Number Line Teacher Resources
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Explore fractions on a number line, and create a KWL chart about number lines! Your elementary math class can identify where fractions belong on a number line and then use black line sentence strips to create fraction number lines.
Guide your kindergartners to create memorable, colorful number lines that they will use throughout the school year. Using sentence strip and a black marker or card stock printed in a teachers font, create traceable numbers from 1 to 20 (see example on the instructional activity). Give each child a number line and using five or six different colored crayons guide them to trace over all the numbers with each color. Laminate the number lines and put them on each child's desk or have them readily available. Creating the number lines will support motor and number identification skills. The number line will have more personal meaning to each learner than a pre-made one, and can be used as a tool throughout the year.
Students solve addition and subtraction problems using strings of beads and number lines. They mentally perform addition and subtraction problems, and write and solve story problems involving whole numbers.
Second graders count and locate numbers on a number line. Given a quantity of blocks, 2nd graders count the blocks and identify the number on the number line. The class discusses counting strategies, such as counting by ten.
Administer a learning activity that challenges your class to use a number line in the form of lily pads. This is a great way to connect learners from using pictures to add, to using a number line to add. Learners are instructed to display the number of hops that Toad and Frog take during their journey on a number line. Young mathematicians are literally counting the hops on the lily pads and transferring that knowledge to hops on a number line. Ideal for an in-class activity or homework assignment.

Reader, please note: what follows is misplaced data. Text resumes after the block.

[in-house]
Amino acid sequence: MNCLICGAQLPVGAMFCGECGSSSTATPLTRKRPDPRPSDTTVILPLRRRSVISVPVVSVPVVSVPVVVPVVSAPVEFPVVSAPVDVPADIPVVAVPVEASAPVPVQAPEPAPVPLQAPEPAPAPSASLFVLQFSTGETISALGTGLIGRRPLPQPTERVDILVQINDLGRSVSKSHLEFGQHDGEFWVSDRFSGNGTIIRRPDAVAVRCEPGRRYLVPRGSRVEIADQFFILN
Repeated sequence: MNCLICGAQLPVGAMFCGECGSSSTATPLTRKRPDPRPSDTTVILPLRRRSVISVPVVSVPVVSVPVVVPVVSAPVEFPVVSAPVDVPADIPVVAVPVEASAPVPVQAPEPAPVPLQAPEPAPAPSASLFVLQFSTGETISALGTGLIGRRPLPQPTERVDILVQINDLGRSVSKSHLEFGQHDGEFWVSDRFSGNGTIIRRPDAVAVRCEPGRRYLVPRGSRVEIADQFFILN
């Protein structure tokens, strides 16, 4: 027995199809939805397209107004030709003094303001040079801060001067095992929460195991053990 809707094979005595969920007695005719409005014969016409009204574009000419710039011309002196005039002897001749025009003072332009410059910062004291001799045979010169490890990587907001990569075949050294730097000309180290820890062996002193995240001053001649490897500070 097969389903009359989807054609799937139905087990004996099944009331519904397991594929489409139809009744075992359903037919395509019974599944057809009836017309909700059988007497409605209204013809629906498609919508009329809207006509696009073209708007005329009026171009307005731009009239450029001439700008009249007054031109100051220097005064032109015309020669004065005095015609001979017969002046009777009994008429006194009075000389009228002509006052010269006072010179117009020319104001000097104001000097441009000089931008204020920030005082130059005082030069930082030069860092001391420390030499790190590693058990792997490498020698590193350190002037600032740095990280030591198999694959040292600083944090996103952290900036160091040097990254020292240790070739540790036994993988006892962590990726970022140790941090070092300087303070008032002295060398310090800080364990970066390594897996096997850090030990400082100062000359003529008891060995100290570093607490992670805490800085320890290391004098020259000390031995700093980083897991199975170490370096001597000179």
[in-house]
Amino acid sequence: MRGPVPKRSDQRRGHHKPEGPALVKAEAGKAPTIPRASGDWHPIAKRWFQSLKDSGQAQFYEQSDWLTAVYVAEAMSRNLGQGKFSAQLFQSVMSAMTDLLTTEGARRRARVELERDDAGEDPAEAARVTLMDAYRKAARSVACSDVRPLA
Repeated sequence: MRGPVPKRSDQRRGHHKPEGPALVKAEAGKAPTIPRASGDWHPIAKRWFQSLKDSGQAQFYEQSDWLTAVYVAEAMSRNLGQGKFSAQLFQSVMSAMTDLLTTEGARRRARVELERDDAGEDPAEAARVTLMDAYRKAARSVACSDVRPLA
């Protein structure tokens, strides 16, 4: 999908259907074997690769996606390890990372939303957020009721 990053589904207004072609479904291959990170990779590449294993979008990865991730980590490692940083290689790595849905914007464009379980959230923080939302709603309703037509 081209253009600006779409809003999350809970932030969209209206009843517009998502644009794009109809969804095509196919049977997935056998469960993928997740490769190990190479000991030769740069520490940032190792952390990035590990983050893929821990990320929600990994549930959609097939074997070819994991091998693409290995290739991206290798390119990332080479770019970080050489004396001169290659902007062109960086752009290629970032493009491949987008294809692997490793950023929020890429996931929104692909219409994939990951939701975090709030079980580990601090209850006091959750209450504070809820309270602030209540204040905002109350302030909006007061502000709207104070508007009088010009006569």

Number lines are great visual tools that can be used to teach a wide range of math topics. The final video of this series models how to use number lines when solving subtraction problems using the counting up strategy. Pause the video after each example and encourage learners to share alternative solutions that involve the use of a number line. Use this resource in a unit on subtraction of large numbers and build the number sense of young mathematicians before introducing the standard subtraction algorithm.
The second of eight videos on rounding whole numbers to the nearest 10 or 100 describes how to use a number line to create benchmark numbers. A review of place value and counting by 10s starts off the lesson, followed by a discussion on how to locate numbers on the line.
This resource sneaks in the math so your learners will be adding and subtracting positive and negatives on a number line while thinking they are mapping out houses. The activity starts by putting houses the appropriate distance away from the school that sits in the middle of the street. Your mathematicians will be able to plot each house on the street and calculate the distance from one house to another. Without mentioning number line, positive, or negative, your learners will be able to work the problem with their own method while getting some good integer practice in!
Represent, order, and compare rational numbers in order to practice placing them on a number line. Your class will use appropriate operations, methods, and tools to compute with real numbers. Then they must explain completely and clearly what was done and why it was done.